Border closure likely to leave most commerce unscathed

COVID-19: Essential movements will continue, and industry hopes that includes inputs like fertilizer

Canada and the United States have mutually agreed to close their shared border to non-essential travel, a move the Canadian government has been hinting at since Monday.

United States President President Donald Trump tweeted the news Wednesday saying “trade will not be affected.”

On March 16 Prime Minister Justin Trudeau and several of his ministers hinted at a tightening of the border, but stressed the essential movement of such things as food and medications must continue.

“We recognize the integration of our two countries and that demands a certain level of co-ordination over next steps and that is what is happening,” Trudeau, who is self-isolating after being exposed to COVID-19 by his wife Sophie Grégoire Trudeau, told reporters outside his home in Ottawa, March 16.

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“We will not rule out anything to keep Canadians safe,” Trudeau said when pressed to explain why he was restricting foreign access to Canada, but making an exception for Americans.

Deputy Prime Minister Chrystia Freeland told reporters later exceptions were necessary.

“We have understood just because of the way that Canada-U.S. border, in particular, is a life-line for both countries that there do need to be some carves outs to that strong recommendation for essential workers — people like the truck drivers who are driving trucks of food in both directions across the border… like air crews,” she said. “There are other categories of essential workers as well and that is a situation, which we are closely and continuously reviewing.”

The question now is, what’s essential?

Food has been mentioned so presumably that includes livestock and meat, which flows both ways.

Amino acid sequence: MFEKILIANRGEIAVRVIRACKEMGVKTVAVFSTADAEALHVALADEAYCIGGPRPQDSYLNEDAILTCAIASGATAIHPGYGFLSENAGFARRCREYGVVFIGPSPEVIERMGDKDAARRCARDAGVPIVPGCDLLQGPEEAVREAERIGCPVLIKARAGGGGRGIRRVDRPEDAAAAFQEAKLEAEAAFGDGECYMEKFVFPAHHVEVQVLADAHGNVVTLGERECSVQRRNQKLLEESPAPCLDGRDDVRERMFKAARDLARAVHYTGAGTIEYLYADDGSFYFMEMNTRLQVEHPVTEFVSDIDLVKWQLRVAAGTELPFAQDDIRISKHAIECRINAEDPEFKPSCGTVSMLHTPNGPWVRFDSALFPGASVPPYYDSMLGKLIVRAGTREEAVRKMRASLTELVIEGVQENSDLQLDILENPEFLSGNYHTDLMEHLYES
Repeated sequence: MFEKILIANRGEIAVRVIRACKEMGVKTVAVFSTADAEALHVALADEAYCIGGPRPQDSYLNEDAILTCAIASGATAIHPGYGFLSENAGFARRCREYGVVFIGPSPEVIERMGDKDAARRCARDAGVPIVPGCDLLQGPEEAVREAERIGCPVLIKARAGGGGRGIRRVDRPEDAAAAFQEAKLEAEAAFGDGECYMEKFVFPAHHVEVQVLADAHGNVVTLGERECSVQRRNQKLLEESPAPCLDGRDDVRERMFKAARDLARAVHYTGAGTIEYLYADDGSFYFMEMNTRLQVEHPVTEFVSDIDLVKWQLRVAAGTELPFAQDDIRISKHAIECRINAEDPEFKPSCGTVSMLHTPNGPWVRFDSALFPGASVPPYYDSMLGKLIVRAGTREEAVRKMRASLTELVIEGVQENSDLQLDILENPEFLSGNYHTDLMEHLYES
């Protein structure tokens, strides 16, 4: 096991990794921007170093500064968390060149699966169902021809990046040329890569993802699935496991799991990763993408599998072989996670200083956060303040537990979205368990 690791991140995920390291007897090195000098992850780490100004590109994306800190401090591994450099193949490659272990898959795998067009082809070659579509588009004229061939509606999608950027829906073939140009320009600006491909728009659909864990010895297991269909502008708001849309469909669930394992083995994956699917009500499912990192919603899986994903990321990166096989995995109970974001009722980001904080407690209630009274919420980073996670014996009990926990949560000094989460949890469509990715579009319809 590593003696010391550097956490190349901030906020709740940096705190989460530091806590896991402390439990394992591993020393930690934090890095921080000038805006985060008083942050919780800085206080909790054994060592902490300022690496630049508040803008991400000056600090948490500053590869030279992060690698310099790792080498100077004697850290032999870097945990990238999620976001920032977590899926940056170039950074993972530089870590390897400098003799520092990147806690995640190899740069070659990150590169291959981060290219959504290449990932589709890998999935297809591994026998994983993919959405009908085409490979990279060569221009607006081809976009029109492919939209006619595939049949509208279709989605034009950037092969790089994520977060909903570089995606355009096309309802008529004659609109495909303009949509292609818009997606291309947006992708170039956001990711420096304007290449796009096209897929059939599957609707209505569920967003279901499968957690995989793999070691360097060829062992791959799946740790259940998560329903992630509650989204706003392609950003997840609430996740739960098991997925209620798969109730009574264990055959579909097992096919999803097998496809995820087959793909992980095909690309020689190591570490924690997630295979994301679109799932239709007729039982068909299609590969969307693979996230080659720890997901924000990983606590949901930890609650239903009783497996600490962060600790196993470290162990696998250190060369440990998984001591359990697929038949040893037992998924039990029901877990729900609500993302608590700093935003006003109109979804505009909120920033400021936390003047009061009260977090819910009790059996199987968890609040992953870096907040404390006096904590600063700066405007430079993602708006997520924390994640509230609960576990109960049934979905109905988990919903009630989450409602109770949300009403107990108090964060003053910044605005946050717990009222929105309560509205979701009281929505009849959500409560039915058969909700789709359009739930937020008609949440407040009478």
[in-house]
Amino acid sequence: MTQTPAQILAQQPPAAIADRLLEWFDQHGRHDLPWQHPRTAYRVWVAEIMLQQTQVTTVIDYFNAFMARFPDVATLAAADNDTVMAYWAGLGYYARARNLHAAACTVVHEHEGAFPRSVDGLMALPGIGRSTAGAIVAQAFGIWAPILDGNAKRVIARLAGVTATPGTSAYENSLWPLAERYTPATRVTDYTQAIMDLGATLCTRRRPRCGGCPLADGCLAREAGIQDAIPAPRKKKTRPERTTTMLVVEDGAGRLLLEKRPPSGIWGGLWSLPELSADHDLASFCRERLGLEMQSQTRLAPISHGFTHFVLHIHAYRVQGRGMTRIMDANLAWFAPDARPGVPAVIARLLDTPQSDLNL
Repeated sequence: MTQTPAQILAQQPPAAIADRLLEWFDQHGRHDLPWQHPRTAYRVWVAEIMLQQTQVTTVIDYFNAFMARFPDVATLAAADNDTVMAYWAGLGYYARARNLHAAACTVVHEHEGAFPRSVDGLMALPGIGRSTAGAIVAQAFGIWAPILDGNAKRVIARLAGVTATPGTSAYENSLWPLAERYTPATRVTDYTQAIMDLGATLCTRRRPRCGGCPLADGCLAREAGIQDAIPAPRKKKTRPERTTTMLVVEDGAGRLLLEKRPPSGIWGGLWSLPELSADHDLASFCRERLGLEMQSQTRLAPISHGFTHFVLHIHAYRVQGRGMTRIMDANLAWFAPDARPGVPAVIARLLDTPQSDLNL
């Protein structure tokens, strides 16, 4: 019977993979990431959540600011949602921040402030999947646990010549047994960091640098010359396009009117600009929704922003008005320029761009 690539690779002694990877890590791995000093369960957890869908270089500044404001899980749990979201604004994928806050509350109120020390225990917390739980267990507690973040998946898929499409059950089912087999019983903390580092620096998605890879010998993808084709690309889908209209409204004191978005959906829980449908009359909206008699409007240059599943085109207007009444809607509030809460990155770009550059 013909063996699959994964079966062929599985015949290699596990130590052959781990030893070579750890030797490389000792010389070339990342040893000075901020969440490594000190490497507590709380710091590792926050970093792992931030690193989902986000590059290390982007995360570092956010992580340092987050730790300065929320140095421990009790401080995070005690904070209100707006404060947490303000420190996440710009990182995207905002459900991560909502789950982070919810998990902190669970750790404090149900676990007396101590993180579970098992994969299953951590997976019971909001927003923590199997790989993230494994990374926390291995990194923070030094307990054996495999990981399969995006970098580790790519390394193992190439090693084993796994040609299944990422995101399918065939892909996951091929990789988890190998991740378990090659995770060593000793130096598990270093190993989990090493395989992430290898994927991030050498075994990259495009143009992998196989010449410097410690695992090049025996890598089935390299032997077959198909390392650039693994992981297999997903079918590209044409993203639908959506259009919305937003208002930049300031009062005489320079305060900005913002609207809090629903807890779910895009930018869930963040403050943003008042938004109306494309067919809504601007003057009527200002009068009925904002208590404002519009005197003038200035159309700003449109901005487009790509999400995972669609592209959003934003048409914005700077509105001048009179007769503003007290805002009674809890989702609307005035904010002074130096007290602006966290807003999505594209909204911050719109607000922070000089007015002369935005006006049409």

Fertilizer Canada says fertilizer is essential to global food production and should move freely between Canada and the U.S.

“This movement must continue, allowing farmers to position product for the beginning of the planting season in late April and early May and ensure additional quantities are available for replenishment throughout the entire planting season,” Fertilizer Canada said in a news release March 17.

“The Canadian supply chain is resilient and can manage through these challenges. Our industry would be concerned about any restrictive measures that may have unintended consequences on rail, port and truck service, imports or operations at agri-retail. Governments must ensure that the Canadian border remains open to the movement of fertilizer in order for farmers to receive their product and meet their spring seeding requirements.”

Speaking Wednesday morning Trudeau had few details, but it appears commercial travel will be largely unaffected.

About the author

Reporter

Allan Dawson

Allan Dawson is a reporter with the Manitoba Co-operator based near Miami, Man. Covering agriculture since 1980, Dawson has spent most of his career with the Co-operator except for several years with Farmers’ Independent Weekly and before that a Morden-Winkler area radio station.

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